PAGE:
People who are growing a vegetable garden benefit if they rotate their crops, growing new vegetables in place of the ones they just harvested, to ensure the soil and the plants remain healthy. Even people in charge of ornamental gardens can make use of this principle, especially if they are growing annuals.
2. Using Natural Compost in Your Garden
Biodynamic gardening makes use of natural compost, acquired from plant sources as well as from manure produced by diverse animals, to create fertile soil for the plants being grown in a garden. This aspect of biodynamic gardening offers many benefits, too:
- Using natural materials as a fertilizer eliminates the risk of soil or water pollution altogether.
- By using natural compost, gardeners can use waste materials that they would otherwise have no use for in an efficient manner.
- Artificial fertilizer is expensive, and rising in price. Using natural compost is easy on the wallet.
- Preparing natural compost is easy and requires no math skills. Novice gardeners can work with natural compost without any problems.
- Natural compost helps to ensure a rich soil quality that help your plants grow more quickly, as well as to maintain their health and strength.
3. Welcoming Natural Pest Control in Your Garden
You are working hard to create a beautiful or fruitful garden — and you definitely don’t want pests like slugs, scale, mealybugs, and aphids to threaten the plants you are growing. Are pesticides the only solution? Absolutely not! Biodynamic agriculture embraces natural pest control methods, and you can, too.
Natural pest control methods range from eliminating potential food sources for pests, to using natural insect repellents such as neem oil and citrus peel, to introducing natural predators such as frogs or birds to your garden, often by creating an environment they would feel welcome in.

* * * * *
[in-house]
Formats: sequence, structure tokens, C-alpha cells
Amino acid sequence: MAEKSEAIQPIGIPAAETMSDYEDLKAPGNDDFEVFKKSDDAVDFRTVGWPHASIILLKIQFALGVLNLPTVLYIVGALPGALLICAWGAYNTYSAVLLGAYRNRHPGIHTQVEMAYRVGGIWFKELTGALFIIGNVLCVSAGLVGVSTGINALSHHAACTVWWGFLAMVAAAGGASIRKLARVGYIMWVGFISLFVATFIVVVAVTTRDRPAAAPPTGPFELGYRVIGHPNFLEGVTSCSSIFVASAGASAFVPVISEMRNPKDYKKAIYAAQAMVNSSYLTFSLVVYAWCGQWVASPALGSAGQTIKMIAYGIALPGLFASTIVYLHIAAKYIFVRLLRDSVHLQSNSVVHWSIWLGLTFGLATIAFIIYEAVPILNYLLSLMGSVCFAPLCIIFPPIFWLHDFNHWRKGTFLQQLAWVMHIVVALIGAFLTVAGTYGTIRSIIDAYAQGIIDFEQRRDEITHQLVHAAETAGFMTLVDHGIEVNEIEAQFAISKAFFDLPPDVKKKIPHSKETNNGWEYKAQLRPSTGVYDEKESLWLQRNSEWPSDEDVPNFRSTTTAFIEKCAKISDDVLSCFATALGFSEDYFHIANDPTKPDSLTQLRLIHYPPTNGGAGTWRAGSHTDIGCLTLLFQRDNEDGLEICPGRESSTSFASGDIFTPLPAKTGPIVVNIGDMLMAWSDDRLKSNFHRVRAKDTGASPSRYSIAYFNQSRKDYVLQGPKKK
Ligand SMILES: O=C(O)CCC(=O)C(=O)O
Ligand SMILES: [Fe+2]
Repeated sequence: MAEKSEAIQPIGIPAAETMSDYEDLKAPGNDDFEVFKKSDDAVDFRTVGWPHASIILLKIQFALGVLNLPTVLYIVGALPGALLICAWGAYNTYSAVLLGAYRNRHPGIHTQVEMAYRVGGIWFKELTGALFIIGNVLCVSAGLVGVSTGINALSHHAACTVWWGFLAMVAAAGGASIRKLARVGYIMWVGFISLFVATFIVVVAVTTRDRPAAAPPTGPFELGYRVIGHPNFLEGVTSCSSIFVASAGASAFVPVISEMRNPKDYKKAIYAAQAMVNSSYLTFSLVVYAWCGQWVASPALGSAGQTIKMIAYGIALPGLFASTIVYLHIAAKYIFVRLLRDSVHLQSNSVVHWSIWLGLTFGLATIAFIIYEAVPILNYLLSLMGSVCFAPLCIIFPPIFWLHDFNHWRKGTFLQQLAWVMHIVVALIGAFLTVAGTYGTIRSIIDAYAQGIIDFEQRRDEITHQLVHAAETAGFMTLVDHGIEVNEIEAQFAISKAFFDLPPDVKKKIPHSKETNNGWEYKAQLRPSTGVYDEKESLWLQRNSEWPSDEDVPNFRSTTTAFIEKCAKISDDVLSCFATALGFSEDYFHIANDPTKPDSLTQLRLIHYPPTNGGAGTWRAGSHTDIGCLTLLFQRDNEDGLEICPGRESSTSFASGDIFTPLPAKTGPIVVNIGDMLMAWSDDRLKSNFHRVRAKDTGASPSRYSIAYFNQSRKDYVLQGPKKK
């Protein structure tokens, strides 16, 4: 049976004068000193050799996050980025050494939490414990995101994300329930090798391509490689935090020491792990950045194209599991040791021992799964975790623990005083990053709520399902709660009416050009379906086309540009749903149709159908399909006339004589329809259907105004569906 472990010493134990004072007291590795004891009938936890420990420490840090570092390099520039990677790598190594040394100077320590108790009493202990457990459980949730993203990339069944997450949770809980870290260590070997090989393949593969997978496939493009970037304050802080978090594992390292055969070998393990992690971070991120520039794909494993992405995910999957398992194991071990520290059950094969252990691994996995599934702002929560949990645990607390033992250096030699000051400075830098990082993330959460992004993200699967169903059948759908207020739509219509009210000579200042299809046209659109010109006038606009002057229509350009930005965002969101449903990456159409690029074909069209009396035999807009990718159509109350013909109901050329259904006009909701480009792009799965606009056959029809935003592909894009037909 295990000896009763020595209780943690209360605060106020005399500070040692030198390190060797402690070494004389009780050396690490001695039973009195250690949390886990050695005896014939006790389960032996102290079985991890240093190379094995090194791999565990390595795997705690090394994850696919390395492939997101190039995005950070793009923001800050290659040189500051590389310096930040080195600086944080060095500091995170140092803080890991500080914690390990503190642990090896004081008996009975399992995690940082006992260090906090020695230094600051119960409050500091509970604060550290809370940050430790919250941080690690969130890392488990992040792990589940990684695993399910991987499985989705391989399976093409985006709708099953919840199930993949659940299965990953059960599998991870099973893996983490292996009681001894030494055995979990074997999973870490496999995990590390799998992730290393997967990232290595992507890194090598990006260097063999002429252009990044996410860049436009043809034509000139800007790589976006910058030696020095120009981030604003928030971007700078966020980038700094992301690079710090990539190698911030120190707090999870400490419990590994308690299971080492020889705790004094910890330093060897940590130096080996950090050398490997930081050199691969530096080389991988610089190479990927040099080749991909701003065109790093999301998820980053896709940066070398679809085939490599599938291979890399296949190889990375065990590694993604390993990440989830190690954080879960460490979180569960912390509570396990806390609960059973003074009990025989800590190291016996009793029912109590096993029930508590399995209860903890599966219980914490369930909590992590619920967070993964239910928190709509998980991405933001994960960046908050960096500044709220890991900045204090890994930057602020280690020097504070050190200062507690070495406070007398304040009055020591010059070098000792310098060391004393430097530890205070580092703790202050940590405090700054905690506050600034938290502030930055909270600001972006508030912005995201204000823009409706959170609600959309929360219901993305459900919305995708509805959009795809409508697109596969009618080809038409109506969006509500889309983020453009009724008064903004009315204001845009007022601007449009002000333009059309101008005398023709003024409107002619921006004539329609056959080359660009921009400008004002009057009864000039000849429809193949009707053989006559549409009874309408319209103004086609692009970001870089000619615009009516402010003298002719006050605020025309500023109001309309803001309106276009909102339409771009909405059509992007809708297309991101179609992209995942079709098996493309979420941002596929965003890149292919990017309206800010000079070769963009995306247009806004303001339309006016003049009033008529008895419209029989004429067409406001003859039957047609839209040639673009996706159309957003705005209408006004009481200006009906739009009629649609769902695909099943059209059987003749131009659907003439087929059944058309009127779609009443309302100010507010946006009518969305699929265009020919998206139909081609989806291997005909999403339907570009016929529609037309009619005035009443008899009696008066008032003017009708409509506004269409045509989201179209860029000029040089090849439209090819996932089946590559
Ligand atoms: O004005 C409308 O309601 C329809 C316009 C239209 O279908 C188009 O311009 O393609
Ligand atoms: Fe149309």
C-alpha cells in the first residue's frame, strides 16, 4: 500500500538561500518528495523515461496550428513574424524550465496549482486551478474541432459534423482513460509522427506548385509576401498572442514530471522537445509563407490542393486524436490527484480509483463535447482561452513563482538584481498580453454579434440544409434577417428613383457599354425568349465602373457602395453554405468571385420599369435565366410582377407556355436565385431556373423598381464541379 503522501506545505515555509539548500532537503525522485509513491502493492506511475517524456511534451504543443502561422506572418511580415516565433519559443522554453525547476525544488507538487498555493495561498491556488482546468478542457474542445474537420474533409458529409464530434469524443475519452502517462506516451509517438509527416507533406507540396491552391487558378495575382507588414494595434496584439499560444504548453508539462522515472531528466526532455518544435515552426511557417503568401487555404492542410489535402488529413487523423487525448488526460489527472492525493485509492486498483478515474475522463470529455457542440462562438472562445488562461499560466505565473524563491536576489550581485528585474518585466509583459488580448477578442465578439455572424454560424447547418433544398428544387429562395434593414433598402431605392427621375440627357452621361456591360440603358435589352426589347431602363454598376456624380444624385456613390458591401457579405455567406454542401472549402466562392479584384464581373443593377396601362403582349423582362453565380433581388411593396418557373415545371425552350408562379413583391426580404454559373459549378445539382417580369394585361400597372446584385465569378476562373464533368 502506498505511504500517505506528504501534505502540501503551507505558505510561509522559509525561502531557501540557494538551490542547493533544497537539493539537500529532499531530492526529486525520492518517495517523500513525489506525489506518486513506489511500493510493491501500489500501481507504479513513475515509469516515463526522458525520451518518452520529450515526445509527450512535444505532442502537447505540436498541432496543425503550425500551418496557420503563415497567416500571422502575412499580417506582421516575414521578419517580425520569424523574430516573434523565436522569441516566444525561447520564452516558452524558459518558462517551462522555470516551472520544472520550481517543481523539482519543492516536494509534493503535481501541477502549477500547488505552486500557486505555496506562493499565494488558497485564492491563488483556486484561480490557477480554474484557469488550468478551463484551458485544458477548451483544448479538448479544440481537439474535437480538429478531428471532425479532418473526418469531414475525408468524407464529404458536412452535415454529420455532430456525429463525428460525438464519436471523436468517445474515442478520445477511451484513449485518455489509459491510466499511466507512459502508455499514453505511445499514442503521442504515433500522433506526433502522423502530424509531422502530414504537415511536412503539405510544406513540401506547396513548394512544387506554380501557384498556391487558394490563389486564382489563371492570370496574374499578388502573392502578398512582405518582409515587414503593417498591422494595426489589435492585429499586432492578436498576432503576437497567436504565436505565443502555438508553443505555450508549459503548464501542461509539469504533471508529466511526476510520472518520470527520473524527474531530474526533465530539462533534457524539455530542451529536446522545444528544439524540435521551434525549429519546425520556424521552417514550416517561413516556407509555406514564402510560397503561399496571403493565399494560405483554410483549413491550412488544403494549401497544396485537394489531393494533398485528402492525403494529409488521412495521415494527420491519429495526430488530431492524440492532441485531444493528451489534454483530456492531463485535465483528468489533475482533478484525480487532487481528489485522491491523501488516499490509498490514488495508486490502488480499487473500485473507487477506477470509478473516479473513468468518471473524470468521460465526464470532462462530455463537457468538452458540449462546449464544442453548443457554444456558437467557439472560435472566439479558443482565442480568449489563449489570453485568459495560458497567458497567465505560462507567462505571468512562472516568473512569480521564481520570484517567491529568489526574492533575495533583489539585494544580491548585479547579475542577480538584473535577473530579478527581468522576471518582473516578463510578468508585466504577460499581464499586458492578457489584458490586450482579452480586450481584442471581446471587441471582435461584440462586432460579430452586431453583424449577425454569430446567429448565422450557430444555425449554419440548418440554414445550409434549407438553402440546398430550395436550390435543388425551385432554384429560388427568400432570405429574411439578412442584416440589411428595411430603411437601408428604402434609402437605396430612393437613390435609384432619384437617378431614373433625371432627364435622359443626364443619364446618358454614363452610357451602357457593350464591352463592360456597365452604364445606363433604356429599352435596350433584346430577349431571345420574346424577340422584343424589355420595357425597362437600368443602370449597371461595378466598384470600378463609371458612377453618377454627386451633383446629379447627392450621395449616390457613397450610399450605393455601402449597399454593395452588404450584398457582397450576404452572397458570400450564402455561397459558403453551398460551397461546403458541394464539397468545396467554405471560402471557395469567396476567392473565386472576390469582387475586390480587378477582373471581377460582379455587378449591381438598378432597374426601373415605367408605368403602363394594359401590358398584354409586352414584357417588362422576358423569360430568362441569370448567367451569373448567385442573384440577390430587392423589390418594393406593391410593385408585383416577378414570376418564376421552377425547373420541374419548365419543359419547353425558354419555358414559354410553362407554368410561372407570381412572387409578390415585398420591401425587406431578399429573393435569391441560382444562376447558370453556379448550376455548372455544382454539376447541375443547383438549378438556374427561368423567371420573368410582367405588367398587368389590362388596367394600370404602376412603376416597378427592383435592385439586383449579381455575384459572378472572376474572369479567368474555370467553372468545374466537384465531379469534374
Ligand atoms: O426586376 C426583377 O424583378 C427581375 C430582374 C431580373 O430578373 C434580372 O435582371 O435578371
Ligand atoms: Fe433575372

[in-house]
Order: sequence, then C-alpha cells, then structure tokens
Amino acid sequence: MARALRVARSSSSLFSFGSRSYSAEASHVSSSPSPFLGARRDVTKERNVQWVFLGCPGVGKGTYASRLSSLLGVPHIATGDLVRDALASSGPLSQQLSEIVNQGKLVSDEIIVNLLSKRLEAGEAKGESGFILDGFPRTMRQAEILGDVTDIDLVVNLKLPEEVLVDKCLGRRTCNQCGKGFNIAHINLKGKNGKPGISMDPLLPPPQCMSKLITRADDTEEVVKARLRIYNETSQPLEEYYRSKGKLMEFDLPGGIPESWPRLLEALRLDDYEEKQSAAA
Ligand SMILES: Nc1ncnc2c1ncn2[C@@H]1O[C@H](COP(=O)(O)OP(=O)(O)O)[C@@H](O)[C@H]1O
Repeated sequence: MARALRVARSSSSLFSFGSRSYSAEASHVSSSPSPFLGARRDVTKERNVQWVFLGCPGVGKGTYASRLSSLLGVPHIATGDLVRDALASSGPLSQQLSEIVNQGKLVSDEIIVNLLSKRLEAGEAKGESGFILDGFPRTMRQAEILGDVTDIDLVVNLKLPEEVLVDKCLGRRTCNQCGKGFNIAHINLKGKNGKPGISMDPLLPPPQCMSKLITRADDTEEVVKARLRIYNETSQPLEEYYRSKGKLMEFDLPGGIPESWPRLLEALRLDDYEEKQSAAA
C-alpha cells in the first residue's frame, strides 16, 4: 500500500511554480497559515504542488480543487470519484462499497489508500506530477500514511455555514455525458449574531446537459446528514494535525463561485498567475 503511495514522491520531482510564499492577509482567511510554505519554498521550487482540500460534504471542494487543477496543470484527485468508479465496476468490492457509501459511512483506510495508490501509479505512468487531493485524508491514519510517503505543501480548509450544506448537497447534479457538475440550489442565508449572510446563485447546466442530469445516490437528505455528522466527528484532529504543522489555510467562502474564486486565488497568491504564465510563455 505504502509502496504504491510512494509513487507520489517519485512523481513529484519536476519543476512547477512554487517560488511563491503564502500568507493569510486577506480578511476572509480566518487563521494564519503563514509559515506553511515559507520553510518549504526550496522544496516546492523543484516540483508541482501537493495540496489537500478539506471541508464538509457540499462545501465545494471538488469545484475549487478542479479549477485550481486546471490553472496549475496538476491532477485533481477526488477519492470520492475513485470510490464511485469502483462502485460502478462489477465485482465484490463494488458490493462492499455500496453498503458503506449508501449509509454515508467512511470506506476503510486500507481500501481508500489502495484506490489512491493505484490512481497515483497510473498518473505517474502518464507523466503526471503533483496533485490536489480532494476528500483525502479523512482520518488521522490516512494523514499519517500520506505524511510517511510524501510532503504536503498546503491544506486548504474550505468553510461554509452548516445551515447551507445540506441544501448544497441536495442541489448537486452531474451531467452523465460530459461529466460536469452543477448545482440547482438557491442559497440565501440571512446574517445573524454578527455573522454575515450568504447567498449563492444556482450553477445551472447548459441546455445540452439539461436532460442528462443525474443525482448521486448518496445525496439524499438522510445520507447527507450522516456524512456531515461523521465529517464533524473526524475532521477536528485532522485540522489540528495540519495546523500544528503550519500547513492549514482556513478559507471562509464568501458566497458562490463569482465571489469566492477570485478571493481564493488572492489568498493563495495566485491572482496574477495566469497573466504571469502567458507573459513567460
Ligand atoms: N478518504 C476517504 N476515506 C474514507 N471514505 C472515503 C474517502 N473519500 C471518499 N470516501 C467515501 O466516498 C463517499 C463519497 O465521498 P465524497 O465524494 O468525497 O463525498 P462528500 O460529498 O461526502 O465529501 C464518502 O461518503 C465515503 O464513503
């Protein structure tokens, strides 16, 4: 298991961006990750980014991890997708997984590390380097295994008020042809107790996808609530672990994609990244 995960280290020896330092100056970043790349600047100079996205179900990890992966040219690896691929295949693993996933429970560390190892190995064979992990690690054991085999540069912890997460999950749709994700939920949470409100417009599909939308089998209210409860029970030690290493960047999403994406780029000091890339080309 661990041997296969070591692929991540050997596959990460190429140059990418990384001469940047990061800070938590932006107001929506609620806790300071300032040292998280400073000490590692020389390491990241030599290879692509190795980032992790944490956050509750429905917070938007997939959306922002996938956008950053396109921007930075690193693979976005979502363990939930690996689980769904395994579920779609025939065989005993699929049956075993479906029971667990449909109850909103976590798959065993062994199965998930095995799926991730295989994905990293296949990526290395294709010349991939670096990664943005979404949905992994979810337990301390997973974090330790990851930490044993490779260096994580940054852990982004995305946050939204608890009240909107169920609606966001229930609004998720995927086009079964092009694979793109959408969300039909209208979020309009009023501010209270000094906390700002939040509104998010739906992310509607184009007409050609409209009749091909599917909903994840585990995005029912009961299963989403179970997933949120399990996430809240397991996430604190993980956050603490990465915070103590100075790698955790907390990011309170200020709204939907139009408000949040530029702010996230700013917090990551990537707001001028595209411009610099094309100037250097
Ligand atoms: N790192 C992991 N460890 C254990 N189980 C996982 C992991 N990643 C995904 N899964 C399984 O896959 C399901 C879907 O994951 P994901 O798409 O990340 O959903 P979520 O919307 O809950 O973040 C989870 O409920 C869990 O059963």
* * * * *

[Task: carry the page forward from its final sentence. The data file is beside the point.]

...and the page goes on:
Natural pest control methods are not only more environmentally friendly, as they allow gardeners to avoid the use of harsh chemicals in the garden, but they can also save money. In addition, creating a garden in which songbirds, frogs, and pollinators feel welcome can add much enjoyment.
Natural pest control is another thing biodynamic gardening got right, and anyone can begin implementing it.
4. Generating ‘On-Farm Fertility’ Is a Great Idea
If you would like to be completely self-sustaining, a wonderful goal especially if you live in a rural area, the biodynamic farming principle of generating ways to fertilize your soil on your own farm is a rather practical one. The idea of raising animals and plants together, on the same farm, is at the center of most small homesteads, where everything is reused, reduced, and recycled.
Are you raising animals such as chickens and goats? As they say, one man’s trash is another man’s treasure — and the manure these animals leave behind can be of vital importance to the health of your garden. Have you got fallen leaves or grass clippings? It would be a waste not to put them to use as a source of compost or mulch.
Becoming truly self-sustaining requires ample resources, including often a lot of space, but taking steps in the direction of an independently sufficient garden is always a worthy goal.
5. Your Garden Is a Living Organism
The biodynamic farming principle that every part of your garden is closely connected to every other part also holds true, and every gardener can learn something from this idea. Plants become compost, which become plants. Chickens eat off the land and produce manure, which promotes new growth. The rain that falls on your land can be collected to become a source of water long after the clouds have lifted.
Biodynamic gardeners seek to live in harmony with nature, and this is something we can all learn from. It all starts with seeing your garden, and indeed the planet as a whole, as a whole rather than a sum of small parts.
Biodynamic gardening is, at its core, a spiritual approach to gardening — one that is packed with esoteric and pseudoscientific elements that will not appeal to most gardeners. It’s also the earliest-ever organic agriculture movement, and it sparked many of the practices that have now become commonplace. As such, we can all draw inspiration from biodynamic gardening — taking what’s useful, and only trying the unique preparations out if we feel like it.